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LFF 2015: ‘Ruined Heart: Another Love Story between a Criminal and a Whore’

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Ruined Heart: Another Love Story between a Criminal and a Whore
Written by Khavn De La Cruz
Directed by Khavn De La Cruz
Philippines/Germany, 2014

A nobly attempted experiment in visual and sonic storytelling with virtually no dialogue, the film begins as an interesting and beautifully photographed (by esteemed cinematographer Christopher Doyle) silent film of sorts, which quickly becomes a showcase of filmic ideas set to a series of the director’s favourite songs that the scant plot and characters can barely hold together.

The story of Ruined Heart is as old as time, and purposefully so: a criminal (Tadanobu Asano) rescues a prostitute (Nathalia Acevedo) and they fall in love. They try to escape their life of criminality, but the local godfather (Vim Nadera) has designs on the prostitute and the star-crossed lovers try to flee the city. Alas, they are found and killed by the godfather’s henchmen. The plot, however, is not KHAVN’s main concern, it is merely a device in order to string together a series of visual set pieces each one enlivened by a different musical track.

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To tell an, albeit simple, story completely through music and film is an interesting one. The actors emote through their faces and actions alone and are capable of communicating this archetypal story with little else. Each musical cue is designed not to telegraph the action but to infuse it with an emotional idea, which at first might feel juxtaposed against the scene itself but still somehow informs it. Whether that is a scene of the two lovers running through the street market at their most joyful to a heavily distorted rock track, or sitting amongst a Bacchanalian orgy watching the action of those around them  as a live band play a love song. The use of diegetic and non-diegetic music is used to great effect, from the aforementioned live band to a solo saxophonist playing in a graveyard, these moments seem to work despite themselves, which feels very much like the filmmaker’s intention.

What really holds the film together though is the gorgeous cinematography by Christopher Doyle. Most famous for his work with Wong Kar-Wai, Doyle is in his element photographing the Filipino streets. From the opening shot of a newsstand beneath blue lights to a Ferris wheel aglow with neon, Doyle makes every scene pop straight off the screen. One notable scene involving the criminal being tracked by the camera from behind as he walks, silhouetted by a bright light in the distance that expands and contracts depending on the position of the actor, is one especially amazing experience. There is a feeling though that KHAVN is a huge fan of the films of Wong Kar-Wai and is trying to capture some of that magic with the use of Doyle’s unique eye. Although this film can’t touch the quality of its inspiration, Doyle’s presence is a real boon.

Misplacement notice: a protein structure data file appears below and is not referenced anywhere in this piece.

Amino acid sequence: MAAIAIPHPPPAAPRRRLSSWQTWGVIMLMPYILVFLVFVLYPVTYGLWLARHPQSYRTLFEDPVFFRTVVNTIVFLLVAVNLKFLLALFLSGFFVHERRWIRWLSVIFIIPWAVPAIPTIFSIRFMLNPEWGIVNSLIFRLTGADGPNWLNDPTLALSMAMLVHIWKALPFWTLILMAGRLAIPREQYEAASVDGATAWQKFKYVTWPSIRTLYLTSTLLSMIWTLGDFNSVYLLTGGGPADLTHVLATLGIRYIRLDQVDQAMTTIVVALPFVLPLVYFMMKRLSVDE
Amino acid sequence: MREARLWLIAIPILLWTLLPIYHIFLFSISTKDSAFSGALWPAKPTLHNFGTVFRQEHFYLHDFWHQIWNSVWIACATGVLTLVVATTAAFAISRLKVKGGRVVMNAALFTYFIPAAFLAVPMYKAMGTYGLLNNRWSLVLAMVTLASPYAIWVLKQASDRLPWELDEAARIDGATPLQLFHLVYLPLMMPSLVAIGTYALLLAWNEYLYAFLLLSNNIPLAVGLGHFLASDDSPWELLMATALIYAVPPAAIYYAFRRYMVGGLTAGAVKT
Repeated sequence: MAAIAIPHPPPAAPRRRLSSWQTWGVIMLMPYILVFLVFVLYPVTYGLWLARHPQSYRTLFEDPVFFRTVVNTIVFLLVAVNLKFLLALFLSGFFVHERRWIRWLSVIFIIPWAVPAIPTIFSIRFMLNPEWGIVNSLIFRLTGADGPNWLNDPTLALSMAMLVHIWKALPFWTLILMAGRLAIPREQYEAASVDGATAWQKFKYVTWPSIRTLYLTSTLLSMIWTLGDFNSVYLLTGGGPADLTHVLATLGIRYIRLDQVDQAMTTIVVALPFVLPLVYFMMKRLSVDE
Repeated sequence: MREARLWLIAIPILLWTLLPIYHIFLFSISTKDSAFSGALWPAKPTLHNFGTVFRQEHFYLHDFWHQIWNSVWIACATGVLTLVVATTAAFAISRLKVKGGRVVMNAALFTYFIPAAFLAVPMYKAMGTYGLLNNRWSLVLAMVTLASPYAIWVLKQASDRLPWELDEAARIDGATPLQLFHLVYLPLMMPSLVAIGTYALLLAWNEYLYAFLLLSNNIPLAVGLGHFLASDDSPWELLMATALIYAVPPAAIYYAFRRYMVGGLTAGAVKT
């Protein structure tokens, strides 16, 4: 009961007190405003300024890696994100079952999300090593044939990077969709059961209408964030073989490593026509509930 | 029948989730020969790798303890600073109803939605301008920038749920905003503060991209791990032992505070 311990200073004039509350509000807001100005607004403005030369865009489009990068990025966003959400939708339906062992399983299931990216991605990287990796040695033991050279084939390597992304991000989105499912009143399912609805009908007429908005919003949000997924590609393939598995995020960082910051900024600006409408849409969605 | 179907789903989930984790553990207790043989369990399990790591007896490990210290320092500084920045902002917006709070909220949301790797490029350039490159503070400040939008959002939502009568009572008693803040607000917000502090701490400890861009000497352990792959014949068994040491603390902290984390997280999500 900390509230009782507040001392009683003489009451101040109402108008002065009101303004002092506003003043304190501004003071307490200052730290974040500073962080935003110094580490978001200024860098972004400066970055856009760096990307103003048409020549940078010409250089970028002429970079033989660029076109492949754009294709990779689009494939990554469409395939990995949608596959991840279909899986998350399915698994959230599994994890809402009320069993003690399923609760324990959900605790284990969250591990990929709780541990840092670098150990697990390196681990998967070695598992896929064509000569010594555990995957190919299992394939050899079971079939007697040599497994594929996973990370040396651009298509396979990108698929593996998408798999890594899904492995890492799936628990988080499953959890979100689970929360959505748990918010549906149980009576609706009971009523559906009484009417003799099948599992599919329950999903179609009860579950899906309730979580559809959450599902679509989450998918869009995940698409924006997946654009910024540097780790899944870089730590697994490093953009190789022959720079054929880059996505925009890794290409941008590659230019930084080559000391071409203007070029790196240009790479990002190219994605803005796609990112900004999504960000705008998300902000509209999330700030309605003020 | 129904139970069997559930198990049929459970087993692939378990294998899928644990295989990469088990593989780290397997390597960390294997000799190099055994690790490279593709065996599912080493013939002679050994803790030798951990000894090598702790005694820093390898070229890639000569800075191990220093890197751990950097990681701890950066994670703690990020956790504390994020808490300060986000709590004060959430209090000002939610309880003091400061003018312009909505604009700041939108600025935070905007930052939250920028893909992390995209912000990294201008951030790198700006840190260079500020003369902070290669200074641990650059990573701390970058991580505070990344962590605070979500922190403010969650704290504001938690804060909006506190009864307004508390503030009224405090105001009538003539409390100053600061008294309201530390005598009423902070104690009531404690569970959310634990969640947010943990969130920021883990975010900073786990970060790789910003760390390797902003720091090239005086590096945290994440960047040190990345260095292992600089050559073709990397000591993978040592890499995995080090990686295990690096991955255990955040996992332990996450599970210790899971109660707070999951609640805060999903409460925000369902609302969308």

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Despite these elements, the film just cannot sustain itself. About halfway through its short 73 minute running time, the repetition of the idea begins to grate. The scant plot moves forward only in increments as the action is constantly paused for another reflective moment set to music. If the viewer does not enjoy the music or finds the pacing too slow there will be little to like here. The film relies heavily on Doyle’s cinematography  to pull it through. The acting is perfectly fine by the main leads; Tadanobu Asano is wonderfully expressive and energetic, while the beautiful Nathalia Acevedo commits to her role with aplomb, their good use of body language and mime is a real benefit to the visual storytelling on display.

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Perhaps if KHAVN had only expanded on the initial idea of a music only love story, rather than repeat the same method for every scene, the film could have been something more than just an interesting experiment. Granted, the music is great, the cinematography extraordinary, but these are merely great elements that don’t quite make up a coherent whole. Feeling more like a series of music videos than a complete cinematic experience, Ruined Heart: Another Love Story between a Criminal and a Whore is just a slight curiosity more than an absolute must-see.


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